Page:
Japan has been investing significantly in the modernization of its defense capabilities over the past few years, owing to its perceived threats from North Korea and China. The country’s government also allocated an additional supplementary budget in 2023 to prioritize its defense modernization programs to integrate advanced technologies and weapons into the existing fleet of military platforms through acquisition programs with the US. With these programs, Japan aims to strengthen its defense capabilities while maintaining its interoperability with the US and NATO countries to enhance its operational readiness to respond effectively to evolving threats, says GlobalData, a leading data analytics company.

In addition to the modernization programs, Japan has also been focusing on the acquisition of next-generation equipment from the US to meet the requirements for engaging in modern warfare. Some of the major ongoing acquisition programs include F-35A/B, E-2D AEW&Cs, KC-46A, and RQ-4B Global Hawk, among others.

Sai Kiran, Aerospace and Defense Analyst at GlobalData, comments: “Procurement of F-35s not only enhances Japan’s aerial combat capabilities but also emphasizes its interoperability with the US and other NATO allies, which operate a huge fleet of F-35s across the globe. Japan’s focus on enhancing defense capabilities is attributed to its efforts to maintain its relevance as a key player in the Indo-Pacific region amid growing dominance of China in the region.”

GlobalData’s latest “Fleet Size Dashboard”, reveals that approximately 50% of Japan’s military fleet, consisting of land vehicles, artillery systems, fixed-wing aircraft, rotorcraft, naval vessels, submarines, and missile defense systems, boasts an average service age of less than 30 years. With ongoing acquisition programs, it is expected that some of the older platforms will be decommissioned over the coming years, and the average age of the fleet will reduce further by the end of this decade.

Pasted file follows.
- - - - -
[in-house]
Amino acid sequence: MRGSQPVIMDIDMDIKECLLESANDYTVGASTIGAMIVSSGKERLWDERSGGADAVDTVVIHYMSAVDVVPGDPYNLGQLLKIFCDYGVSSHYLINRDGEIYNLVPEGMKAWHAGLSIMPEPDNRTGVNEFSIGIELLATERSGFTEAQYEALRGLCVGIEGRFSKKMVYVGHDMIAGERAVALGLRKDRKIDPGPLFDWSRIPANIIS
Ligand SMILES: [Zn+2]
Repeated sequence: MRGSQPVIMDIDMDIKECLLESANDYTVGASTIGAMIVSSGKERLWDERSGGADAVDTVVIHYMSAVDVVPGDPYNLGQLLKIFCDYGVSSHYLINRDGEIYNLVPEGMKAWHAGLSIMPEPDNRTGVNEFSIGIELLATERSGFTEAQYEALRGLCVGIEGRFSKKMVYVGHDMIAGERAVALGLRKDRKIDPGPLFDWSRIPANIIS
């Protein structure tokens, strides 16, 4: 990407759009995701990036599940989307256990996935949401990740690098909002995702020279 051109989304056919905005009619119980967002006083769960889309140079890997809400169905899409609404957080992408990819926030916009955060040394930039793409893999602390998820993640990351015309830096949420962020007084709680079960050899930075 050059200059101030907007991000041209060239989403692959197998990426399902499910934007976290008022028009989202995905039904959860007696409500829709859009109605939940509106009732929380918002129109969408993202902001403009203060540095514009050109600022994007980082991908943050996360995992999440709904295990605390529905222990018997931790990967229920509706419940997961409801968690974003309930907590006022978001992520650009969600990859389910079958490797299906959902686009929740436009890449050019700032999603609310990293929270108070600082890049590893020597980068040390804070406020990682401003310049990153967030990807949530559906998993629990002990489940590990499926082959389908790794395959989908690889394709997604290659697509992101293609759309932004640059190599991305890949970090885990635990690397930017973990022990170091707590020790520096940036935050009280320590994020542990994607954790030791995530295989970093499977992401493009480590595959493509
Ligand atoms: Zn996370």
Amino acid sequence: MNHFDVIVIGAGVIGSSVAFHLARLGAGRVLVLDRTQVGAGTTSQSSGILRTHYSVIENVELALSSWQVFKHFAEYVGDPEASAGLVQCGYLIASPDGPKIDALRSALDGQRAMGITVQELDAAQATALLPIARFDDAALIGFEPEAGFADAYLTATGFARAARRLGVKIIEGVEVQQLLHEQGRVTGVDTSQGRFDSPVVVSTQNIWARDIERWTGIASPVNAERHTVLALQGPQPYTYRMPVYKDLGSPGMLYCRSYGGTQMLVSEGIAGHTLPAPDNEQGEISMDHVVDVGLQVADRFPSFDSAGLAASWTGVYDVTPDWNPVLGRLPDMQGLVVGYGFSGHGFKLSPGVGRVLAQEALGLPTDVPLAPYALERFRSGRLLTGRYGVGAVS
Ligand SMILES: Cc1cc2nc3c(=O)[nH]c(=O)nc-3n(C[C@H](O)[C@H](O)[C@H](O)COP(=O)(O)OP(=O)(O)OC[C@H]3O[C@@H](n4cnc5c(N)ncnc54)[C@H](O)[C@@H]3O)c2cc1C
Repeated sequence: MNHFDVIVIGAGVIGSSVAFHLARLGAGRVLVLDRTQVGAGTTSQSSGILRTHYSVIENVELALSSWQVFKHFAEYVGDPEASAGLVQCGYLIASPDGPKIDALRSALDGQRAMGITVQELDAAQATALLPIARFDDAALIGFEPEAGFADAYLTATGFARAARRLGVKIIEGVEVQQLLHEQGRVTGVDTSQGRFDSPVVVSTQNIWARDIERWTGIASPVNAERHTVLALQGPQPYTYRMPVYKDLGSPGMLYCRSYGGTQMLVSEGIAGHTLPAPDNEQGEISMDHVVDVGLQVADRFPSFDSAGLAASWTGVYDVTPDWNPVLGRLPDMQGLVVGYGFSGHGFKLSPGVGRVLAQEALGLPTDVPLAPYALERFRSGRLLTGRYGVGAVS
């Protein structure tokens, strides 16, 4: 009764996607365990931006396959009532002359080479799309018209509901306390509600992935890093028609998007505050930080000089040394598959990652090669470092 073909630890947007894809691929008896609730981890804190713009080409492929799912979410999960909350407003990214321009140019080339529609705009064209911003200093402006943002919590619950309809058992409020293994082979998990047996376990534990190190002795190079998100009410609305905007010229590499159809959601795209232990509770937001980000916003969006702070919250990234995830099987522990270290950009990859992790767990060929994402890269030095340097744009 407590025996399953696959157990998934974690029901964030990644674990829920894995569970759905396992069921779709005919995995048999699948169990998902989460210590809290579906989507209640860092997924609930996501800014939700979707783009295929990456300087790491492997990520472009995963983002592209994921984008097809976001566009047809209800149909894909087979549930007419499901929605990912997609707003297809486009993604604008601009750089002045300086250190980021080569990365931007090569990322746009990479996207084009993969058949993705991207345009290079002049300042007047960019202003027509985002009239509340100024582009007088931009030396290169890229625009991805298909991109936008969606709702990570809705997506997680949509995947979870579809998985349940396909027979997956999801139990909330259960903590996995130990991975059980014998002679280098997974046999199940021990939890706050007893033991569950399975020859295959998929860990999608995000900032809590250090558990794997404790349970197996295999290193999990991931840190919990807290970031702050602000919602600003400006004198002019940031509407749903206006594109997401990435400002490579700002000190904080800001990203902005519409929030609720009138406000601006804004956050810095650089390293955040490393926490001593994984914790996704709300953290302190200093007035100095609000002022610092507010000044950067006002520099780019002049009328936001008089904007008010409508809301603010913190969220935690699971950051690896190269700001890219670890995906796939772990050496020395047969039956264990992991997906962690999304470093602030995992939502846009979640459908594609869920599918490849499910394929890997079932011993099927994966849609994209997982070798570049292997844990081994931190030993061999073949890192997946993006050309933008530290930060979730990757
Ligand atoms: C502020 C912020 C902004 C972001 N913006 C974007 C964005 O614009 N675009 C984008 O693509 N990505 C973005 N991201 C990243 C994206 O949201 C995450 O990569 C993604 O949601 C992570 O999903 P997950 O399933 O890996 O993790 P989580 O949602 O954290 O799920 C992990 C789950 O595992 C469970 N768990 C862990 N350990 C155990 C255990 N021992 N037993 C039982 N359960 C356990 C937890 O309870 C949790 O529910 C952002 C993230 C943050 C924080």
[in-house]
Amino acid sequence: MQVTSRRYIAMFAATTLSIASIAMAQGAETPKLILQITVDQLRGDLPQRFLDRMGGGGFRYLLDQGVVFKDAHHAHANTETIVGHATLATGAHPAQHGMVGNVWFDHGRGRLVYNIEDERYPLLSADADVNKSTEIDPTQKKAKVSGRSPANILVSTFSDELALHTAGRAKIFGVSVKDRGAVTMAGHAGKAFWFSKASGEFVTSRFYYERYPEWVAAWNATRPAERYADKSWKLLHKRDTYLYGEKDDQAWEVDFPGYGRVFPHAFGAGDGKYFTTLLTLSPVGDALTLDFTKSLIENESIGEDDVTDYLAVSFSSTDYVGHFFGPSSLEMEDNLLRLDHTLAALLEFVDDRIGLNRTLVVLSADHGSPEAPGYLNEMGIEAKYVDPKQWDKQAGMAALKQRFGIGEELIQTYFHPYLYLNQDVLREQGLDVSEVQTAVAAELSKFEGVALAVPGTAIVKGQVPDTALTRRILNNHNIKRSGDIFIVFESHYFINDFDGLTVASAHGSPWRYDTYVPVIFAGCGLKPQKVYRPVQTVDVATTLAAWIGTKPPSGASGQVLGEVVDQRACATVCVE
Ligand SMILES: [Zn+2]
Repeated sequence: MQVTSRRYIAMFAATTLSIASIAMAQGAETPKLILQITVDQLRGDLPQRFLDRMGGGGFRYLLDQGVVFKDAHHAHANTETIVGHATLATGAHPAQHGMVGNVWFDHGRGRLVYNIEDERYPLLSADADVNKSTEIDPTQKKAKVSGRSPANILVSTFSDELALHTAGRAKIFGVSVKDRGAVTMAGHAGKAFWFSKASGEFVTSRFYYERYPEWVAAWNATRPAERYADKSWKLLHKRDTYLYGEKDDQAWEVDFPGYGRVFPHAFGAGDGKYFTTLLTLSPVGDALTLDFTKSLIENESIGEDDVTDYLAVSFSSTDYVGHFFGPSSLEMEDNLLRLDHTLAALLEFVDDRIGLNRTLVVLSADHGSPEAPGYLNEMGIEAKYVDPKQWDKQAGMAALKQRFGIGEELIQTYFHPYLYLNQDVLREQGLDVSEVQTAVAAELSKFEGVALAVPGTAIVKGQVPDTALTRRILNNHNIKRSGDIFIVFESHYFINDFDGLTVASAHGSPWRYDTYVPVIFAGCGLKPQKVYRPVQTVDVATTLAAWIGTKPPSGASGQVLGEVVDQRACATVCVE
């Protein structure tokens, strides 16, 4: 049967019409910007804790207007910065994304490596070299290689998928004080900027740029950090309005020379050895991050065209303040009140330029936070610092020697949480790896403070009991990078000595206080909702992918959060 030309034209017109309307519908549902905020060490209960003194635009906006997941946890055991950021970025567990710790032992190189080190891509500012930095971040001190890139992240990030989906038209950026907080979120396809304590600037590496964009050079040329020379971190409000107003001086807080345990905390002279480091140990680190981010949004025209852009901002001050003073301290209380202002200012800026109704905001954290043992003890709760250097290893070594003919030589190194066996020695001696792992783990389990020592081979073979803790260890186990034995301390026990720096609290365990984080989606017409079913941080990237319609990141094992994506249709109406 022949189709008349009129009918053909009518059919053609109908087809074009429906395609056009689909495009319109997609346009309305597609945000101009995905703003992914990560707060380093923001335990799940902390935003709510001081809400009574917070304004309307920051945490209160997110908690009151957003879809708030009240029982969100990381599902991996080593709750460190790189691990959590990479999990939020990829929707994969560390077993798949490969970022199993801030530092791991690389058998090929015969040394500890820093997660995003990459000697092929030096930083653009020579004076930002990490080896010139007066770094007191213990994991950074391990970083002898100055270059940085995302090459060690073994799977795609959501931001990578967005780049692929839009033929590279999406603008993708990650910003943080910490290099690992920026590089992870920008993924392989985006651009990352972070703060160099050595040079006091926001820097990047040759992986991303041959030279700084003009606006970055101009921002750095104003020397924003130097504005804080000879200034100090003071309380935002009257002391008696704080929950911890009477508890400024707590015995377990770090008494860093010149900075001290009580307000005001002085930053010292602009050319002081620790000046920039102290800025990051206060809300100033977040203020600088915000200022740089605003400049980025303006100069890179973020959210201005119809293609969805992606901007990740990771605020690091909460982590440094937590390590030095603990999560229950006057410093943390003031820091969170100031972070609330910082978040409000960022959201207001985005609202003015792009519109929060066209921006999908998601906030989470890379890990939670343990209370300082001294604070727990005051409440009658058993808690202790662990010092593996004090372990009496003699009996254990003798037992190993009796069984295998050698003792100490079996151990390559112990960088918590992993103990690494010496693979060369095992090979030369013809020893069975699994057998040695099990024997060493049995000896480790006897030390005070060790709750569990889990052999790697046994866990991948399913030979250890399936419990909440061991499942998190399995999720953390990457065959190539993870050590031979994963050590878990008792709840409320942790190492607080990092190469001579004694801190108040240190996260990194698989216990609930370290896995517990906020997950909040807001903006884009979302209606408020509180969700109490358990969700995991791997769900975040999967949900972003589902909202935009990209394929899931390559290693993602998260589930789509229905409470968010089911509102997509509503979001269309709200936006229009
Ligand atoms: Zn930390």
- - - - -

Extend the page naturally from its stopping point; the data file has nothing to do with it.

The Fleet Size Dashboard also reveals that more than 93% of Japan’s fleet is developed indigenously, highlighting the country’s ability to cater to the majority of its domestic defense requirements independently. About 6% of Japan’s fleet consists of military platforms that were acquired from its long-term defense partner, the US.

Kiran concludes: “Strong security alliance with the US allows Japan to have relatively easy access to advanced US-designed weapons and associated technologies, which the country has leveraged to modernize its military inventory. As a major non-NATO ally (MNNA), Japan is also working closely with other NATO members like the UK and Italy on programs such as the development of sixth-generation aircraft. This will further help Japan to enhance its interoperability with NATO countries while continuing with its modernization drives.”

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